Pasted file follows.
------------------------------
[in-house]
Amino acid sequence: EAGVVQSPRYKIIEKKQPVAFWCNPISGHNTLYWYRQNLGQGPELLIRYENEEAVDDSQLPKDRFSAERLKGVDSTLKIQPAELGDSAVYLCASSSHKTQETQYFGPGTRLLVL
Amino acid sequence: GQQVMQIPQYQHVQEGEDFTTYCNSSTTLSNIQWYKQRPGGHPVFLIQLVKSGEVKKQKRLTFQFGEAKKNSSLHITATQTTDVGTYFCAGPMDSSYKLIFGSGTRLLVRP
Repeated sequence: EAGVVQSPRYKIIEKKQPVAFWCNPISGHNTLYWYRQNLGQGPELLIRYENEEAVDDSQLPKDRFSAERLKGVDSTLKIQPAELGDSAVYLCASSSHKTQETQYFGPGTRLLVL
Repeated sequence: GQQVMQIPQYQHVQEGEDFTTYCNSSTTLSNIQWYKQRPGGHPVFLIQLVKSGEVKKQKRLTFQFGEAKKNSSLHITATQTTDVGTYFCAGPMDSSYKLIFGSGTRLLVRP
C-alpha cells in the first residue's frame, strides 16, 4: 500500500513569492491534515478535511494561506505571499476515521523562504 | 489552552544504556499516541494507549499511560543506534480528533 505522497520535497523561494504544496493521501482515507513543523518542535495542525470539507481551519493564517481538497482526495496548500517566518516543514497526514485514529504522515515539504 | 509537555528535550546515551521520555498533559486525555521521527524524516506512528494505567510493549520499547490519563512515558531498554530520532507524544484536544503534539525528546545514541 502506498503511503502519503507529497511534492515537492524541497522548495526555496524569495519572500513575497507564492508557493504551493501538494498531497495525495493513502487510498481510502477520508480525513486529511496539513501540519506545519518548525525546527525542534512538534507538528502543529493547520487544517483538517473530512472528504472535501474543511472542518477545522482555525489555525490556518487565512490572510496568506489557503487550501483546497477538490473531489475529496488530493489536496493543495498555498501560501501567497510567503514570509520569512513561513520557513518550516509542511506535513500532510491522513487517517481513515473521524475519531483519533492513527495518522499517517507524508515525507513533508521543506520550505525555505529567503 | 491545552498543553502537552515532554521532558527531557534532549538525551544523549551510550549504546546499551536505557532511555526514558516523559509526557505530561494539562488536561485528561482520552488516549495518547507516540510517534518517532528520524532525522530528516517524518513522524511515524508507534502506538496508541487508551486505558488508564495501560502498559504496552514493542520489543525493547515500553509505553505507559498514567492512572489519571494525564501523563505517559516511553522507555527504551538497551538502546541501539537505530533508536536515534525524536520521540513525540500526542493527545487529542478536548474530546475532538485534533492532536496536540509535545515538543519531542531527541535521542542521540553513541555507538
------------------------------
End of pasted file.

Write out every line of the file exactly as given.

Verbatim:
[in-house]
Amino acid sequence: EAGVVQSPRYKIIEKKQPVAFWCNPISGHNTLYWYRQNLGQGPELLIRYENEEAVDDSQLPKDRFSAERLKGVDSTLKIQPAELGDSAVYLCASSSHKTQETQYFGPGTRLLVL
Amino acid sequence: GQQVMQIPQYQHVQEGEDFTTYCNSSTTLSNIQWYKQRPGGHPVFLIQLVKSGEVKKQKRLTFQFGEAKKNSSLHITATQTTDVGTYFCAGPMDSSYKLIFGSGTRLLVRP
Repeated sequence: EAGVVQSPRYKIIEKKQPVAFWCNPISGHNTLYWYRQNLGQGPELLIRYENEEAVDDSQLPKDRFSAERLKGVDSTLKIQPAELGDSAVYLCASSSHKTQETQYFGPGTRLLVL
Repeated sequence: GQQVMQIPQYQHVQEGEDFTTYCNSSTTLSNIQWYKQRPGGHPVFLIQLVKSGEVKKQKRLTFQFGEAKKNSSLHITATQTTDVGTYFCAGPMDSSYKLIFGSGTRLLVRP
C-alpha cells in the first residue's frame, strides 16, 4: 500500500513569492491534515478535511494561506505571499476515521523562504 | 489552552544504556499516541494507549499511560543506534480528533 505522497520535497523561494504544496493521501482515507513543523518542535495542525470539507481551519493564517481538497482526495496548500517566518516543514497526514485514529504522515515539504 | 509537555528535550546515551521520555498533559486525555521521527524524516506512528494505567510493549520499547490519563512515558531498554530520532507524544484536544503534539525528546545514541 502506498503511503502519503507529497511534492515537492524541497522548495526555496524569495519572500513575497507564492508557493504551493501538494498531497495525495493513502487510498481510502477520508480525513486529511496539513501540519506545519518548525525546527525542534512538534507538528502543529493547520487544517483538517473530512472528504472535501474543511472542518477545522482555525489555525490556518487565512490572510496568506489557503487550501483546497477538490473531489475529496488530493489536496493543495498555498501560501501567497510567503514570509520569512513561513520557513518550516509542511506535513500532510491522513487517517481513515473521524475519531483519533492513527495518522499517517507524508515525507513533508521543506520550505525555505529567503 | 491545552498543553502537552515532554521532558527531557534532549538525551544523549551510550549504546546499551536505557532511555526514558516523559509526557505530561494539562488536561485528561482520552488516549495518547507516540510517534518517532528520524532525522530528516517524518513522524511515524508507534502506538496508541487508551486505558488508564495501560502498559504496552514493542520489543525493547515500553509505553505507559498514567492512572489519571494525564501523563505517559516511553522507555527504551538497551538502546541501539537505530533508536536515534525524536520521540513525540500526542493527545487529542478536548474530546475532538485534533492532536496536540509535545515538543519531542531527541535521542542521540553513541555507538